Sales tax revenue generated by the new stores is seen as a major boost for Long Grove, which levies no property tax.
Rodriguez explained that Long Grove did not start out as an affluent suburb. "At first, it was a rural community with modest homes on large lots. But then larger homes were built, and today we have more of an estate look."
She described Long Grove as an oasis of open space. "Every homeowner has to donate to a land conservancy that creates open space, scenic corridors and helps with drainage."
Away from downtown, the residential streets reflect a rural ambience. Houses are far apart because of the average 2-acre zoning. Unlike most of suburbia, there are no sidewalks, curbs or streetlights. Wells supply water. About half the village is on septic sewer systems.
"No cookie-cutter subdivisions have been built in Long Grove, " said village planner James Hogue. He added that vacant land for future development is scarce, but some tracts are still available, mostly on the periphery of the village.
"Long Grove went green long before green was trendy," Hogue noted. One of the ways residents enjoy the outdoor greenery is by walking the village's trail system. Some of the paths are covered with wood chips, while others are asphalt for multiple uses.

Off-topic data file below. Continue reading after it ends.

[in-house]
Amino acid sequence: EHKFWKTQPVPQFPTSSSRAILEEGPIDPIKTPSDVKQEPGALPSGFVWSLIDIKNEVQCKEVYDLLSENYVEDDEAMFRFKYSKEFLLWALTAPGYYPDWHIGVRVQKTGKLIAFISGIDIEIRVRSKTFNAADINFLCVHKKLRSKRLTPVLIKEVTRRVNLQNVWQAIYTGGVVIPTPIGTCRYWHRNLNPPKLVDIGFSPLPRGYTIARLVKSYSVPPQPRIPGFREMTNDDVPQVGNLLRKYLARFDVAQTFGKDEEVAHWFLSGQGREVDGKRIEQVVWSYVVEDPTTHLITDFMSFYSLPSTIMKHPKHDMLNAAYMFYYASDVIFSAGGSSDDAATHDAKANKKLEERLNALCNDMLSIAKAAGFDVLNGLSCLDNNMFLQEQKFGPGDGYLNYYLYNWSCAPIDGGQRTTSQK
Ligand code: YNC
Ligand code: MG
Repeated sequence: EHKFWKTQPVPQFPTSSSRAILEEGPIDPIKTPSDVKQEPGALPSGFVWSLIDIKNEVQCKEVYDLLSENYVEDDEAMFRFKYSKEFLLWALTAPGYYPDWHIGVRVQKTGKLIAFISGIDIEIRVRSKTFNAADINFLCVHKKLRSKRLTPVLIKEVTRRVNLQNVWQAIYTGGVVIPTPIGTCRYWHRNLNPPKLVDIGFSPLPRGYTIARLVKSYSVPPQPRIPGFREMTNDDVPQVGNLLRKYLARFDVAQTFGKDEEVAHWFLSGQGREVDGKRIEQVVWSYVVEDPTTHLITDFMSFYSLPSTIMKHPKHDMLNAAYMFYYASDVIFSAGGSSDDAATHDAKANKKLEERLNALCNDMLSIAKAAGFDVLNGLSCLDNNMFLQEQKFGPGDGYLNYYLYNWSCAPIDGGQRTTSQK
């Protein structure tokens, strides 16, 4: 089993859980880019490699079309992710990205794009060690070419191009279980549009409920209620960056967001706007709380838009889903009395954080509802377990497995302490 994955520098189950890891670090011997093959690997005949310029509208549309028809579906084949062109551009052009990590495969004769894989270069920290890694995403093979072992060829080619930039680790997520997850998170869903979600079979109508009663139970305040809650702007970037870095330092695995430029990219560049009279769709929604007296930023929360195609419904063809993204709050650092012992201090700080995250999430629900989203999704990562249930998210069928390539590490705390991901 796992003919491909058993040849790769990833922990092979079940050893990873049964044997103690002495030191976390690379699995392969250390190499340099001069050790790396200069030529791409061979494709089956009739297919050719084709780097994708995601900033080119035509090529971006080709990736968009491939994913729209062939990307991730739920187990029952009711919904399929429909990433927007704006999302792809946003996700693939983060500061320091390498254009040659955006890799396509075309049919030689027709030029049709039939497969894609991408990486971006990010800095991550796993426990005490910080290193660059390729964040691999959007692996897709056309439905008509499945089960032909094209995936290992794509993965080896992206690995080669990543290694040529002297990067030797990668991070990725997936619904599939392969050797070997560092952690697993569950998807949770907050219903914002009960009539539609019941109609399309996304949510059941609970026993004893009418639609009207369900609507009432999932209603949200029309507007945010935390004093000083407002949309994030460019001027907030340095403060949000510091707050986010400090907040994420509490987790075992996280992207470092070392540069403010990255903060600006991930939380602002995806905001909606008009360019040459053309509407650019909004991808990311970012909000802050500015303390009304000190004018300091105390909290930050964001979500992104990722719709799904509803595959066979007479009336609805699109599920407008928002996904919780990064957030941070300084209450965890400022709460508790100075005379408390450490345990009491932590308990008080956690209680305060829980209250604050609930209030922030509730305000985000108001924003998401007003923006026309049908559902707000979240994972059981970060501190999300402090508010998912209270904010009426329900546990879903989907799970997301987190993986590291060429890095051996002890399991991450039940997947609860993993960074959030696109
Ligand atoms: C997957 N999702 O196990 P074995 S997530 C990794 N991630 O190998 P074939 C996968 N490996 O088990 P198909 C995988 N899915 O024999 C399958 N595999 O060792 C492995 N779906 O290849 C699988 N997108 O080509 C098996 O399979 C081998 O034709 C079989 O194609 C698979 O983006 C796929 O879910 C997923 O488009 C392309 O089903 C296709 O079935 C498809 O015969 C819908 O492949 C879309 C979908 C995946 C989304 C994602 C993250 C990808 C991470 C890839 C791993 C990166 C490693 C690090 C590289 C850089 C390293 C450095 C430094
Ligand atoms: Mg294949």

Other large green spaces include the three private country clubs in the village — Hillcrest, Twin Orchard and Royal Melbourne.
Hogue, who calls Long Grove a "destination town," explained that the historic look of downtown has been preserved by village codes that spell out what is called Long Grove style. "Buildings must be compatible with what was there before, the original historic downtown."
Residents take solace in the safety and serenity of the tree-lined streets. Crime is "very infrequent," said Rodriguez. "Occasionally, there will be house break-ins and vandalism by young people." The village contracts with the Lake County Sheriff's Office for police protection.
Long Grove students excel in the top-rated schools. Children attend Kildeer Countryside Elementary School, Country Meadows Elementary School and Woodlawn Middle School in the village and Adlai E. Stevenson High School in Lincolnshire.
The community is a short drive from Metra train stations in Buffalo Grove and Arlington Heights, which provide service to Union Station and Ogilvie Transportation Center in downtown Chicago. Driving to the Loop takes about 45 minutes in light traffic, but an hour and a half during rush hour..
Long Grove has not escaped the bad economy. "In the last two years, housing prices are down 25 percent to 30 percent, and we've had our share of foreclosures," said Bobbie O'Reilly, broker/owner of Weichert Realtors/McKee Real Estate.